I’ve never read anything good about the Enquest Producer , and gaffs .. reliant on higher oil prices to mask faults on board , let alone the massive gaff with the underwater pumps that needed replacements at say $50m , plus it was financed with a farm in from a third party that was given a money back guarantee on the loan , so sooner it’s gone the better . A bad decision made by AB and JS in the early days when they were wearing their Miami Vice suits walking down Regent Street and Enquest was probably worth near $1b . The old business plan of taking on older assets and assuming a higher oil price is dead . Best thing now is what they are doing ... focus on core assets only and sit on hands . Deleverage as fast as possible to save interest charges . Maybe the sp will rise quite a bit more than expected as Brent approaches $50 as we are no longer wasting money on bad assets .
Apologies in advance - I've just had a large negroni and I'm feeling rich at the moment because with the garden at its best and the sun out I don't need to be on a yacht in the Bahamas (not that I've got one). I daresay I'm happier than Philip Green and certainly more popular.
I may be attacked for this which is why I may use alcohol in my defence. What if there is a plan afoot to move the EnQuest Producer to another field? You cannot play fast and loose with the authorities and decommission on a whim but there are only 180 FPSO's in the world and I'd guess not many on the production line. They are something of a rarity.
Decision time - carry on with a marginal field or cut your losses and move your major asset to a field that's got good reserves but lacks finance and a FPSO.
Interesting times indeed!
The FPSO would have to be modified and repurposed for whatever field it would potentially end up on. I'm sure the company is working on this. There are smaller fields where the economics presently isn't good enough - unless you happen to have a FPSO in the garage.
Interesting times ahead.
I think that "taken to shore for recycling" is a way of saying that the FPSO won't just be sold to the highest bidder and taken to Alang and dismantled in a highly unregulated environment.
Hi HMH - glad to see you keep a weather eye on the horizon. I'm with you on the debt. Some investors confuse our debt with a residential mortgage with an aim (for most of people) to pay it off- go to zero basically. That isn't what a company in a growth phase does. When we took out the OZ loan we weren't in a happy place. The farm out of Kraken had failed and some might read the OZ loan as a "Barclays turned us down but Wonga were happy to lend". The rate wasn't usurous but the terms were imo but needs must. They effectively have first charge on Kraken oil. A kinda temporary farm-out for up to 5 years and quite clever and astute on the part of both parties. This could be an interesting and effective alliance going forward. The bonds aren't pressing at the moment whilst the FSA will be rolled over and as long as oil recovers isn't a problem. A healthy company doesn't fear debt. In fact it needs it for funding growth and financing new deals and projects. That is where it will get interesting in the next two years. Ignoring the majors sell-offs there are quite a few oil companies in trouble and if nothing else the M&A fraternity are creative and hungry. That is without the development of our existing assets and maybe exploration might be considered?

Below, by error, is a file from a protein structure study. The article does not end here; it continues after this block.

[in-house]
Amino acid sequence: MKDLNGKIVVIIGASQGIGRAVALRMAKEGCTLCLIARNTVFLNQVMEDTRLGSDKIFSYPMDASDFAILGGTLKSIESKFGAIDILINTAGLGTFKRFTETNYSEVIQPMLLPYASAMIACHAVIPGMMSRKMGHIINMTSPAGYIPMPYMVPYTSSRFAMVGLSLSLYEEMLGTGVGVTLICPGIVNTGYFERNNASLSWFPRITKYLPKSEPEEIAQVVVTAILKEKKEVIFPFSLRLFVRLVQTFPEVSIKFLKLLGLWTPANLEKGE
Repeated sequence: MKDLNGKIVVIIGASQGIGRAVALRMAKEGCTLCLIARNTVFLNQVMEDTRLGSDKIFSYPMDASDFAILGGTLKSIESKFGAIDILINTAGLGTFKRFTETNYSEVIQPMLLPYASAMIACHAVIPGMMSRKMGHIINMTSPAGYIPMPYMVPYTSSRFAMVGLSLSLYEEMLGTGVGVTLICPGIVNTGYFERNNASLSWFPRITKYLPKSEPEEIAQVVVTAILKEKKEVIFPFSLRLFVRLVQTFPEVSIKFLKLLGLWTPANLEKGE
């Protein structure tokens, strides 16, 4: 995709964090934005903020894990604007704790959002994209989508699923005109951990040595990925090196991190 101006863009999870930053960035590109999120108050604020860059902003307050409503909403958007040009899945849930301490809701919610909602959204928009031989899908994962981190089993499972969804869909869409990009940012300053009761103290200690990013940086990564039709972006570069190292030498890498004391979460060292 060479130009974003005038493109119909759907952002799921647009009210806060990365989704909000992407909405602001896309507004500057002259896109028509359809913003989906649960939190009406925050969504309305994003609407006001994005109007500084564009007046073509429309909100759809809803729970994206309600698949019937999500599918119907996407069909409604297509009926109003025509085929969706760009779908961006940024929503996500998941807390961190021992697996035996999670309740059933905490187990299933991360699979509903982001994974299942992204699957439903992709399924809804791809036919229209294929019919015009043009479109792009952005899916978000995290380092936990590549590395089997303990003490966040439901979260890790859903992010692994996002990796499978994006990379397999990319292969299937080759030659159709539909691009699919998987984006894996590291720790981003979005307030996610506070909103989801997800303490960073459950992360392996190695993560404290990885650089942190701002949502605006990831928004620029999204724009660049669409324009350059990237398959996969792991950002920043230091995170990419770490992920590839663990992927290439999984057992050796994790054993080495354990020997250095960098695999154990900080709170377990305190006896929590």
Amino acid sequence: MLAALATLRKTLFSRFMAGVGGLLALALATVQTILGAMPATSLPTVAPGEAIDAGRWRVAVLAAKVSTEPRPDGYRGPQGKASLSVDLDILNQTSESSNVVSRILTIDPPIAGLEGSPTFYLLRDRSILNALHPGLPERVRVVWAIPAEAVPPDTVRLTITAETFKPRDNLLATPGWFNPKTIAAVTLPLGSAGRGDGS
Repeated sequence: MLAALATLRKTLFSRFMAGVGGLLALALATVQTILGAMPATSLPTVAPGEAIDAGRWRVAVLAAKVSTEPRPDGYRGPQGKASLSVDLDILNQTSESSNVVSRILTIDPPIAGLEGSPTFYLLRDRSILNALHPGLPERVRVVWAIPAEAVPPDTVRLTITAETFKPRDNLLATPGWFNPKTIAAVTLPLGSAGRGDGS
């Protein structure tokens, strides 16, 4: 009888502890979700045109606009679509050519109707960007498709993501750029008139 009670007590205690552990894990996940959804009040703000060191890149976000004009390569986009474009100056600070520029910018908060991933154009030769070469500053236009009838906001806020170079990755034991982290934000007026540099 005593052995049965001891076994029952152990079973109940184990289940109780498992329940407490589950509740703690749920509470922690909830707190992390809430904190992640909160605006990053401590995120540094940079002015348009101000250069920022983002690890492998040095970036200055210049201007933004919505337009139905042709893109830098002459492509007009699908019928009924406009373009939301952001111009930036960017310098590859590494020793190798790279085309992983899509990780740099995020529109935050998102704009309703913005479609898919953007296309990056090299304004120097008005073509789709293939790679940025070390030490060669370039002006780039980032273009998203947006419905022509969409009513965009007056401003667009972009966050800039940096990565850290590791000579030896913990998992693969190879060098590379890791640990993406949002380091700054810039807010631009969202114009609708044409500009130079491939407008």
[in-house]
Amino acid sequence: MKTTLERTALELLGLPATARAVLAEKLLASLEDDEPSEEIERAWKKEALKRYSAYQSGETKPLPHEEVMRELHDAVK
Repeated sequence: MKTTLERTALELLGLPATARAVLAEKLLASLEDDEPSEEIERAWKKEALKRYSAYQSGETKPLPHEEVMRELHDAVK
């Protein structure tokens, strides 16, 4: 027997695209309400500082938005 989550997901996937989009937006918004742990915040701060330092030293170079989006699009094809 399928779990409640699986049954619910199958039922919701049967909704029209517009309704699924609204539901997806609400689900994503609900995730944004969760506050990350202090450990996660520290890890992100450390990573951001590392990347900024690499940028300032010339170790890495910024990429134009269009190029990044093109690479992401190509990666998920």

I don't follow our "peers" that closely but over the past year we have financially (restructuring) far outperformed TLW and PMO who are by no means out of the woods. HUR and RKH cannot survive alone imo whilst the remains of Xcite will stay in the ground. For Sound the party is over and UKOG has become a cult. Having said all that there will be value in some of their assets. It is imo a buyers market and the failure of the Spirit sale is an indicator whilst I wonder about Chrysaor as they seem to have possibly bought at the top. I put "peers" in inverted commas but I think it always dangerous to pigeon-hole oil companies. I think EnQuest is "peerless" in many ways and cannot think of another oil company in the UK with such a committed CEO in shareholding terms.
*I'm a bit confused about EnQuest Producer. When I read "taken to shore for recycling" I read it as being scrapped and so did a few others on this board. I like the idea that having an FPSO almost ready to go and with our experience in heavy oil could make a huge difference in the economics of a field. Existing or in development. What exactly does EnQuest mean by "recycling" the FPSO?
The Thistle impairment will be reversed If the price of oil make Enquest reopen the platform again.
We are now in a different position with strong cashflow generation and solid production profile. I'd argue Kraken is a very good development, and that the company should engage in similar projects given the fact that going forward we're in a solid position.
I'd argue debt is low. I wouldn't compare it to the equity, but rather the FCF generation going forward in a higher oil price enviroment. That's the only thing that really matters.
Kraken trades in parity with VLSFO. That's basic economics.